Can traditional retailers make it online?

PHILADELPHIA -- Traditional retailers are debating the same issue that the computer industry has been wrestling with for years: How do you branch out into a new channel without upsetting your old one? The issue came to the fore Monday during a panel presentation at the National Retail Federation's e-commerce show here.

PHILADELPHIA -- Traditional retailers are debating the same issue that the computer industry has been wrestling with for years: How do you branch out into a new channel without upsetting your old one?

The issue came to the fore Monday during a panel presentation at the National Retail Federation's e-commerce show here.

"While it may be great for an online retailer to say, 'We did $10 million in sales,' we have to worry about whether those sales have been transferred from our existing stores," said Angela Kapp vice president of special markets for Estee Lauder Companies Inc.

And it's not just the manufacturers who have to worry about how existing businesses may be pressured by e-commerce initiatives. Traditional brick-and-mortar retailers are also taking a significant look at cybersales.

"The question is how much do you believe e-commerce will take off? If you believe it will be 5 or 10 percent of your business, you have to remain focused on the place where the vast majority of sales will take place, and that's in the stores," said Jerry Storch, president of credit and new business at Dayton Hudson Corp., the parent company of stores including Marshall Fields and Target.

Battle of the brands
The issue is not new to the retailing world. The past year has seen many skirmishes between manufacturers and retail partners over selling big-name brands direct online. And there have been fights between manufacturers and offline retailers over who will be able to discount online.

Monday's debate sought to determine the strategic advantages for internet-only companies versus multichannel retailers. For example, can a pure-Internet play use its speed advantage to overcome the brand leverage of an offline player? Do the offline player's infrastructure and fulfillment resources help them leapfrog startups -- or hamper then with old technology?

Many of the arguments begin and end with pricing. Some e-commerce sites have attempted to lure consumers online by lowering their prices or offering deals and bonuses. But existing stores and brands have been reluctant to compete on that level. That's a mistake, said Ben Narasin, CEO of Fashionmall.com.

"It isn't that retailers need to go online and sell at a discount. But if you're fighting someone with a gun, it's foolish to pick up a sword and rush into battle," he said. "That's what's happened again and again in this space."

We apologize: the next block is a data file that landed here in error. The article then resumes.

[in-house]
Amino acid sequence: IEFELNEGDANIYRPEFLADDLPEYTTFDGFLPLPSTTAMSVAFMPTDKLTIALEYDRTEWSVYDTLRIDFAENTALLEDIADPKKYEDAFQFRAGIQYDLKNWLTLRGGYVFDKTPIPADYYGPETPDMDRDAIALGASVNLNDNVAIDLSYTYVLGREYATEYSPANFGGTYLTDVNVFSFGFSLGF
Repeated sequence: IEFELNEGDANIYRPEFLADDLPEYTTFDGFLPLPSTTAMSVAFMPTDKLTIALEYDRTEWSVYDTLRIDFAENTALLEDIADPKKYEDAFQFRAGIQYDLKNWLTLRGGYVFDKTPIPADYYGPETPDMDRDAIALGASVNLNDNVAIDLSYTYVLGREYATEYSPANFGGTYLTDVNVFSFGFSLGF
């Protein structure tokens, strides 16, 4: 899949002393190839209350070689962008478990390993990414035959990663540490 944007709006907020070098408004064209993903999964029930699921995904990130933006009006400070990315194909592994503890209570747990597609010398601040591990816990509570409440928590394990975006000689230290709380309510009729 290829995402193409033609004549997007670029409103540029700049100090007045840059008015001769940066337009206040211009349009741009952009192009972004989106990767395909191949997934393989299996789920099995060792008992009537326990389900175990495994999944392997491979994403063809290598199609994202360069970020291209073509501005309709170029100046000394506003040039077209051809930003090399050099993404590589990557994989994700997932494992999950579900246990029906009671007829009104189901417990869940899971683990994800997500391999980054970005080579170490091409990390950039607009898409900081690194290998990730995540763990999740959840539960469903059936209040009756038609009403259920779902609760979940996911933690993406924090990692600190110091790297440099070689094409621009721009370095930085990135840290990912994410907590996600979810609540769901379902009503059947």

But Internet-only outlets have their own problems. A price discount strategy brings with it lower margins. And because cyberstores oftentimes are building new brands rather than leveraging recognized names, potentially enormous amounts of money need to be spent raising brand awareness.

Offline branding not always the answer
Storch argued that his company's real world brands, such as Target, is powerful enough to drive traffic online without the need of additional marketing campaigns.

"To our guests it's not the Internet versus the stores, it's Target the brand," he said.

But a brand that is strong offline does not always translate well online. Robertson Stephens analyst Lauren Cooks Levitan, speaking to attendees about the economics of different retailing models, warned that "in some cases a retailers brand is their own worst enemy."

"eToys owes Toys R Us a big deal of thanks. They built their whole brand on We're not Toys R Us, and consumers loved it," she said.

And while the retailers may count on existing promotions to also push the Web site, retailers need to do more than just "slap a URL on a shopping bag," she said.

"Where in a store would I have a clue that there is a benefit to going online? To me, that (education) is when traditional brands have an advantage," she said.

Special operations
One way companies can try to have it both ways is by setting up special operations to handle their Internet business. KB Toys, for instance, merged part of its company with BrainPlay.com to form KBKids.com. And on Monday, Nike announced plans to invest in FogDog sports, a deal that will allow the online retailer to sell its products online.

Levitan predicted that the market would see more tweaks to the model.

The way to make deals like that work, Storch said, is to ensure that both sides think they're getting a fair deal.

"The key for vendors is to partner with retailers in such a way that neither partner feels like its using this channel to beggar the other," he said.

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